Westside Tae Kwon Do celebrates 20 years in West Kelowna

Michael and Glenna Smith have trained a generation

Michael and Glenna Smith have had the honour of watching a generation of West Kelowna grow up and have their own children over their 20 years running Westside Tae Kwon Do.

“We watch them grow up and they watch us grow old,” joked Michael Smith, Taekwondo master instructor and president of the B.C. Taekwondo Association.

Smith, now a 5th degree black belt, first fell in love with martial arts when he was 15 years old in Ontario. After moving to the Westside, Smith, alongside his wife, Glenna who runs the administration side of the business began their school in a rented school gym.

“We plastered hand made signs and rented a school gym, we had four or six people come out the first night. From there it kept getting bigger and bigger, I was teaching four nights a week. Then we finally took the plunge and decided to go professional. We’ve never looked back since,” said Smith.

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Westside Tae Kwon Do was founded in 1998 and it’s the kids that continue to fuel the Smith’s passion.

“It was really great in one way to watch them grow up and be successful. But all the sudden you realize I have been doing this for a long time, we must be getting old or something. They make us believe our lives have been well spent. It’s very gratifying in that way,” said Smith. “The impact we have had on a lot of kids, some you would swear would have ended up in a federal institution, now we have watched them grow up and do great.”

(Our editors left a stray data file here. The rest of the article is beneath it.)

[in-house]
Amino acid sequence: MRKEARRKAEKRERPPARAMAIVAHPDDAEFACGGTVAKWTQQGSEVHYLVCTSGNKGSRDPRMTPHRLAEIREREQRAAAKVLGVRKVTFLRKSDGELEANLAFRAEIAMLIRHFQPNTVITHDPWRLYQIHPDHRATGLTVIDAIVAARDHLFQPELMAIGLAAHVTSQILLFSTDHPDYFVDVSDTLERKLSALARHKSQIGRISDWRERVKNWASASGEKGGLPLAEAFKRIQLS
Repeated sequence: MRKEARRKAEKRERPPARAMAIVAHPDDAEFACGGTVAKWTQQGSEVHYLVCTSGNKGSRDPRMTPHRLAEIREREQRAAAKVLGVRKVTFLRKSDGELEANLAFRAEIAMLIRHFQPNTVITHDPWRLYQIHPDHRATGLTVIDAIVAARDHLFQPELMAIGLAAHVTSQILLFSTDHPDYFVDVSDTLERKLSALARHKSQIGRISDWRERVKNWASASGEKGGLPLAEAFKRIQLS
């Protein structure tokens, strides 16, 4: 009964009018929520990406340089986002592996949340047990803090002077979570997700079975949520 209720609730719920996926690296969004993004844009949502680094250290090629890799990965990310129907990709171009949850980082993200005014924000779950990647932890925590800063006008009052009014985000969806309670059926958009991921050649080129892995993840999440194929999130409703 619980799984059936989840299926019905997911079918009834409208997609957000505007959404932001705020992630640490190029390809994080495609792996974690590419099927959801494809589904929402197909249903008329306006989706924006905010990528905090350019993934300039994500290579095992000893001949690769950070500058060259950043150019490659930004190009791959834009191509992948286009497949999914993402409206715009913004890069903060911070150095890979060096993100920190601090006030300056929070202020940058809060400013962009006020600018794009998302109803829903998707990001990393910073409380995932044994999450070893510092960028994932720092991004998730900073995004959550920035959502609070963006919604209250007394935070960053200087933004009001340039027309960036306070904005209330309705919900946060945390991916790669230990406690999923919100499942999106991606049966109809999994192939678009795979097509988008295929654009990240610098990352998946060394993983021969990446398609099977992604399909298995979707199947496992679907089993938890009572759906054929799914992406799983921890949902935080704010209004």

Smith says that Taekwondo is beneficial to children because it teaches them discipline and respect. The patience that is learned in the school carries out to all other aspects of their lives. The sport also can help children come out of their shell and become more confident in themselves.

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“The respect they learn really quickly, it’s a formal setting. There are times (in class) where you need to hold very still and listen and there are others where you need to spring into action. They are also surrounded by lesser and higher ranks than them.”

Now 63 years-old, Smith hopes that the next 20 years of the school will be lead by an instructor that trained there when they were a child to carry on the tradition.

“I am going to keep doing it as long as I still am able and still enjoying it. I have no timeline set, one day in my dreams a senior student would take over. That would put the frosting on the cake for us, that’s a dream we have always had.”

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